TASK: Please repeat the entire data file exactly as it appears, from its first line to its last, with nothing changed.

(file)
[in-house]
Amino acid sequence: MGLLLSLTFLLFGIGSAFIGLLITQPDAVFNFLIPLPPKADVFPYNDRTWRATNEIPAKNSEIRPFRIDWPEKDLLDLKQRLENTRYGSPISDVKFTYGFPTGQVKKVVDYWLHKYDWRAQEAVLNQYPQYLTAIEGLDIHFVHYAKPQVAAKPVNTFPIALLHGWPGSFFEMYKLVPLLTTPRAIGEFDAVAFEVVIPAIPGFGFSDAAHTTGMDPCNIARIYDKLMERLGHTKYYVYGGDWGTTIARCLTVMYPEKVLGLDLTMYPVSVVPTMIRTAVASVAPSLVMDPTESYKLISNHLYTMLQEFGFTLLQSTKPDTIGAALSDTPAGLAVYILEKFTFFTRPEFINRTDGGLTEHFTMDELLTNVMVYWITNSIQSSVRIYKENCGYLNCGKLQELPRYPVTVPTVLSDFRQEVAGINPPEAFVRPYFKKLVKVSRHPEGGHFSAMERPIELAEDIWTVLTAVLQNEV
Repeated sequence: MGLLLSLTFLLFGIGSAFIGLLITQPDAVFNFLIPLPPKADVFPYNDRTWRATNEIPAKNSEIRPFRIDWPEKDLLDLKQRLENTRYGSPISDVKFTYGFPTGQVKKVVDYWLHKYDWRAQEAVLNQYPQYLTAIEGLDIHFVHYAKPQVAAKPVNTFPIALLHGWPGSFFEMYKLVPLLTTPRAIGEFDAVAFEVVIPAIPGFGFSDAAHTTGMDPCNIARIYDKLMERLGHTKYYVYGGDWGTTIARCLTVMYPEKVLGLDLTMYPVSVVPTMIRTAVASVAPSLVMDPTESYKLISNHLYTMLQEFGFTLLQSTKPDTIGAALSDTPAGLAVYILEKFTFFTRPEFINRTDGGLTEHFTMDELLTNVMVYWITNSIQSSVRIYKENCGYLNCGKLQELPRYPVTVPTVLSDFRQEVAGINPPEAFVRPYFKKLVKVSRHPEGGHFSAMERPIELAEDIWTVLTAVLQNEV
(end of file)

[in-house]
Amino acid sequence: MGLLLSLTFLLFGIGSAFIGLLITQPDAVFNFLIPLPPKADVFPYNDRTWRATNEIPAKNSEIRPFRIDWPEKDLLDLKQRLENTRYGSPISDVKFTYGFPTGQVKKVVDYWLHKYDWRAQEAVLNQYPQYLTAIEGLDIHFVHYAKPQVAAKPVNTFPIALLHGWPGSFFEMYKLVPLLTTPRAIGEFDAVAFEVVIPAIPGFGFSDAAHTTGMDPCNIARIYDKLMERLGHTKYYVYGGDWGTTIARCLTVMYPEKVLGLDLTMYPVSVVPTMIRTAVASVAPSLVMDPTESYKLISNHLYTMLQEFGFTLLQSTKPDTIGAALSDTPAGLAVYILEKFTFFTRPEFINRTDGGLTEHFTMDELLTNVMVYWITNSIQSSVRIYKENCGYLNCGKLQELPRYPVTVPTVLSDFRQEVAGINPPEAFVRPYFKKLVKVSRHPEGGHFSAMERPIELAEDIWTVLTAVLQNEV
Repeated sequence: MGLLLSLTFLLFGIGSAFIGLLITQPDAVFNFLIPLPPKADVFPYNDRTWRATNEIPAKNSEIRPFRIDWPEKDLLDLKQRLENTRYGSPISDVKFTYGFPTGQVKKVVDYWLHKYDWRAQEAVLNQYPQYLTAIEGLDIHFVHYAKPQVAAKPVNTFPIALLHGWPGSFFEMYKLVPLLTTPRAIGEFDAVAFEVVIPAIPGFGFSDAAHTTGMDPCNIARIYDKLMERLGHTKYYVYGGDWGTTIARCLTVMYPEKVLGLDLTMYPVSVVPTMIRTAVASVAPSLVMDPTESYKLISNHLYTMLQEFGFTLLQSTKPDTIGAALSDTPAGLAVYILEKFTFFTRPEFINRTDGGLTEHFTMDELLTNVMVYWITNSIQSSVRIYKENCGYLNCGKLQELPRYPVTVPTVLSDFRQEVAGINPPEAFVRPYFKKLVKVSRHPEGGHFSAMERPIELAEDIWTVLTAVLQNEV